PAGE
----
Critical access hospitals, rural referral centers, and sole community hospitals are not permitted to purchase designated “orphan drugs” under 340B prices except where manufacturers have opted to extend their 340B prices to all covered entities.
Many of our customers wishing to maximize the value of their 340B program have asked us about the legitimacy of utilizing orphan drugs when administered to patients for conditions other than those for which the drug was granted an orphan designation. Many drugs are used to treat common conditions, although the drug is designated as an orphan for a rare condition.
In consultation with our auditing colleagues and legal advisors, Cirrus maintains that orphan drugs may not be purchased under 340B even when administered for non-orphan conditions. Remicade is frequently used to treat rheumatoid arthritis, but also has an orphan designation to treat Crohn’s disease. This white paper will explain our conclusion.
What are Orphan Drugs
Orphan Drug legislation was enacted to extend exclusivity protection and tax incentives to drug manufacturers in order to encourage development of drugs to treat conditions for which drug development might otherwise be unprofitable. A manufacturer may request orphan drug protection for a drug in the case that:
1. The drug is intended to treat a disease or condition with fewer than 200,000 patients in the U.S.
2. The drug may be used to treat a disease or condition with more than 200,000 patients in the U.S., but the manufacturer expects that revenues from the drug will not cover research-related expenses.
In addition to protections under orphan drug legislation, 2010’s Affordable Care Act expansion of 340B also disallowed the newly eligible covered entity categories Rural Referral Centers, Sole Community Hospitals, Critical Access Hospitals, and free-standing cancer hospitals.
The Health Resource & Services Administration’s current advisory page is plain in requiring that 340B covered entities eligible based on the Affordable Care Act must exclude orphan drugs unless a manufacturer specifically elects to extend the discount to all entities. No exception is listed for orphan drugs used for non-orphan conditions.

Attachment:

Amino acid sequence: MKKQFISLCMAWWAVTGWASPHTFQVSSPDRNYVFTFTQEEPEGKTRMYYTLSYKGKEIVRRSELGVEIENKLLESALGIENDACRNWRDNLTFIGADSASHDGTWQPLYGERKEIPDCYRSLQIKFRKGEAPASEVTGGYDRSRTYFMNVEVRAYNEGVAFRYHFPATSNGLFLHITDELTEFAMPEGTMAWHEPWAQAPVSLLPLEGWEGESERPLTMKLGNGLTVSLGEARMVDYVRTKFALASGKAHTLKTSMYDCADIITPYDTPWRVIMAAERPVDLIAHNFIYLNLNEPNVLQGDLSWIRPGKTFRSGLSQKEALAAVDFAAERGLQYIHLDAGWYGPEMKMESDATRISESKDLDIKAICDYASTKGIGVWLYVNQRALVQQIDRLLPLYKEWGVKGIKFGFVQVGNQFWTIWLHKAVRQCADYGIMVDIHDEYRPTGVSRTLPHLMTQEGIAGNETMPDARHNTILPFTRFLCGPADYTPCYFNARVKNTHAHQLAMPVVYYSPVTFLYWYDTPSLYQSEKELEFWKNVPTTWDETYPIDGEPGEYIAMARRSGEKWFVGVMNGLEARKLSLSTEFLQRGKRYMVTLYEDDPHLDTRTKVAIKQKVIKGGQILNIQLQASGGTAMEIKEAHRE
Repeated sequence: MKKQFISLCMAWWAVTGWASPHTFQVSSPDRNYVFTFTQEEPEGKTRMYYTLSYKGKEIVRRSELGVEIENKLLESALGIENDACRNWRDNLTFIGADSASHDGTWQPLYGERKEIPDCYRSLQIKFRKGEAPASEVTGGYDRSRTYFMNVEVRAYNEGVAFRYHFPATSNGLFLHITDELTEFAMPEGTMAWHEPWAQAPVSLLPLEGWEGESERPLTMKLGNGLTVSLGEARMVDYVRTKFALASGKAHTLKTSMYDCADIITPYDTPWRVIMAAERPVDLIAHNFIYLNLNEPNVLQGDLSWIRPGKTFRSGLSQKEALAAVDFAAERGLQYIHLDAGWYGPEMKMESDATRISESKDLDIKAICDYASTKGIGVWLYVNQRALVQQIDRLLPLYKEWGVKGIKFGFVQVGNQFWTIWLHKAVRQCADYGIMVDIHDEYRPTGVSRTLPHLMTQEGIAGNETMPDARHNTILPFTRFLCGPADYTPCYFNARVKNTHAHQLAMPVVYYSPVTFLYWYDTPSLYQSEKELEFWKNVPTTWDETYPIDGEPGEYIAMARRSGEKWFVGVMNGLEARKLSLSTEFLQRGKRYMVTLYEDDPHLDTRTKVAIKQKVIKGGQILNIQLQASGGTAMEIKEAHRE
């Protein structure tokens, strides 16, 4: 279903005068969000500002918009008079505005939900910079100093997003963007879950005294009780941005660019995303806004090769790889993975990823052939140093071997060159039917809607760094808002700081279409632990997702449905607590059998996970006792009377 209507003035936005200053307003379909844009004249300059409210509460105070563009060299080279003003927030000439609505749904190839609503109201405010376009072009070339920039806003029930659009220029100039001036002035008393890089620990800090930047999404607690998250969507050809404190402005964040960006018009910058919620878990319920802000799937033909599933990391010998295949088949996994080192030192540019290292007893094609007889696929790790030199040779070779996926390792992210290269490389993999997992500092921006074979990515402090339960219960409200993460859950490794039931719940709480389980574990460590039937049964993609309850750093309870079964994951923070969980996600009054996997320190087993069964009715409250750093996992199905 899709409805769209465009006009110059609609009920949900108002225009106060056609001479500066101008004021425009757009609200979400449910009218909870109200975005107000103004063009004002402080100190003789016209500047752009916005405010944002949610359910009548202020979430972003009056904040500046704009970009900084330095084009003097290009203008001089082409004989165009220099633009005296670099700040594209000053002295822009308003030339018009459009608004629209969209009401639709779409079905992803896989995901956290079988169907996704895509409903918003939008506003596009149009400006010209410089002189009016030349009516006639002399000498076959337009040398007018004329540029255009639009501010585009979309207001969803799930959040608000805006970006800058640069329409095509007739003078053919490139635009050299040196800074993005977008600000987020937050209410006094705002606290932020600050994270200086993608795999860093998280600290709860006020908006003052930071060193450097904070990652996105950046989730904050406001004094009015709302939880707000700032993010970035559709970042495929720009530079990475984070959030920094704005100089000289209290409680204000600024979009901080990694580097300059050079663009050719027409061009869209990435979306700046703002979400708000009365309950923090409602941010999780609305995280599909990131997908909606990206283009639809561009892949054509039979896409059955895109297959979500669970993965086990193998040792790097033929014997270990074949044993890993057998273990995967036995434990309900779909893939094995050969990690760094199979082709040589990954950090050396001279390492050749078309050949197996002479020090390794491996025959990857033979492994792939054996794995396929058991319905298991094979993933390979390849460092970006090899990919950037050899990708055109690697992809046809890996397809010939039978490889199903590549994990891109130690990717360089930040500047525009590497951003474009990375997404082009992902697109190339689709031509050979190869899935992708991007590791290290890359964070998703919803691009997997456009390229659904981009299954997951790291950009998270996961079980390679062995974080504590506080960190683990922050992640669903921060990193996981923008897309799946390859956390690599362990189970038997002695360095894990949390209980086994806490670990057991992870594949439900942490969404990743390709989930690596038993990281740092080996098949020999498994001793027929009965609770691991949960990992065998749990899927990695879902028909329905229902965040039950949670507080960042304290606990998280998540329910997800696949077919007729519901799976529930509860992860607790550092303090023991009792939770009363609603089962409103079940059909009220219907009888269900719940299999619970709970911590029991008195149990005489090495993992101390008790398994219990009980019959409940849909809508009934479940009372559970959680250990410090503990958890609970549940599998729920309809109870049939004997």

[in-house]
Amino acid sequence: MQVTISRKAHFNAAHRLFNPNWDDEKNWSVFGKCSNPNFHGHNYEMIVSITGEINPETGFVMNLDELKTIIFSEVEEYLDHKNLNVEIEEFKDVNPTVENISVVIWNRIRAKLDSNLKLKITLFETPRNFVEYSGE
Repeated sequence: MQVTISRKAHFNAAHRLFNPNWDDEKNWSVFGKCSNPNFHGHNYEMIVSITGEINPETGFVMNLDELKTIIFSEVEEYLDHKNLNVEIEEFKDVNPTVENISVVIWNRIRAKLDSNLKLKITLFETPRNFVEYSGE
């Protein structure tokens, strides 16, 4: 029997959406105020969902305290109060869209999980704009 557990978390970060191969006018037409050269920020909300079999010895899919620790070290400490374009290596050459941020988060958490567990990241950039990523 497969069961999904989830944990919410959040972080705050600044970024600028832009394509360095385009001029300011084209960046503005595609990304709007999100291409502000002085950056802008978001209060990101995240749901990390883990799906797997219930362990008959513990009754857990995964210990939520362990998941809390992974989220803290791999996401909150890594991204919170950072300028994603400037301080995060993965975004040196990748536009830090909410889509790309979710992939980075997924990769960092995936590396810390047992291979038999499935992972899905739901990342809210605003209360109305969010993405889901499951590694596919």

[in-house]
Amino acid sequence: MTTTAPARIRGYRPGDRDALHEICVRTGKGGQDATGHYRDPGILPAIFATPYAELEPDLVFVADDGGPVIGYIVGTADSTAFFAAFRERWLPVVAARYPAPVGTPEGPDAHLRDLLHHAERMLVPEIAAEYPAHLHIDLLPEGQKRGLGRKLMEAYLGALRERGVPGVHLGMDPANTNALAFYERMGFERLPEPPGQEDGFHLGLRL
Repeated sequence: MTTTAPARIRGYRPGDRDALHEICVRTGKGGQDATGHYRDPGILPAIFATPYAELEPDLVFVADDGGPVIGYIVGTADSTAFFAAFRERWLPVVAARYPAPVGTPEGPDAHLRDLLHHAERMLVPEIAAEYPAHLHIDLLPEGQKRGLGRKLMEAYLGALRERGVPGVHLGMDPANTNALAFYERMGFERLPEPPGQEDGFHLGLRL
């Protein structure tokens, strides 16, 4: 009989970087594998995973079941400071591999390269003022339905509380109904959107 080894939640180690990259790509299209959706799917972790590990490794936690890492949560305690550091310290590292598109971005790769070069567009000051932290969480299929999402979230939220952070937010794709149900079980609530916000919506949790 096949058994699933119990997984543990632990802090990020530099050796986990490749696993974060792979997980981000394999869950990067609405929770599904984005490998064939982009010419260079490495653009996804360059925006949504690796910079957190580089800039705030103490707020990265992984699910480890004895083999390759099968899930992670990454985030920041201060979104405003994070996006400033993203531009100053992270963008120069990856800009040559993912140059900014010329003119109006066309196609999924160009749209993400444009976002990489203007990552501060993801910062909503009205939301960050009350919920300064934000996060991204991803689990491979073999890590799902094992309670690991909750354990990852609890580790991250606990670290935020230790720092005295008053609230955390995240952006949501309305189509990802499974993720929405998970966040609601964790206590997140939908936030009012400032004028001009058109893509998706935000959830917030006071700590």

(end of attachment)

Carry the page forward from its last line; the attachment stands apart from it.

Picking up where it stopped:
Readers may rightly be confused because the HRSA site through the Office of Pharmacy Affairs also continues to refer to its July, 2014 interpretive rule that orphan drugs may be purchased if used for non-orphan conditions and further implies that manufacturers not allowing such a purchase are failing to adhere to statutory requirements.
For rural referral centers, sole community hospitals, critical access hospitals, and free-standing cancer hospitals participating in the 340B Program, the term “covered outpatient drug” does not include a drug designated by the Secretary under section 526 of the Federal Food, Drug, and Cosmetic Act for a rare disease or condition. Therefore, manufacturers are not required to provide these covered entities orphan drugs under the 340B Program. A manufacturer may, at its sole discretion, offer discounts on orphan drugs to these hospitals.
July 2014 HRSA issues Final Interpretive Rule
October 2015 Authority to Utilize Interpretive Rule Struck down in Federal Court
September 2016 Bill to close loophole introduced
Notable Exceptions to the Exclusion
Some manufacturers have elected to provide 340B pricing to their drugs regardless of the covered entity eligibility type. This includes Abbvie, which allows Lupron and Humira to be purchased by any covered entity.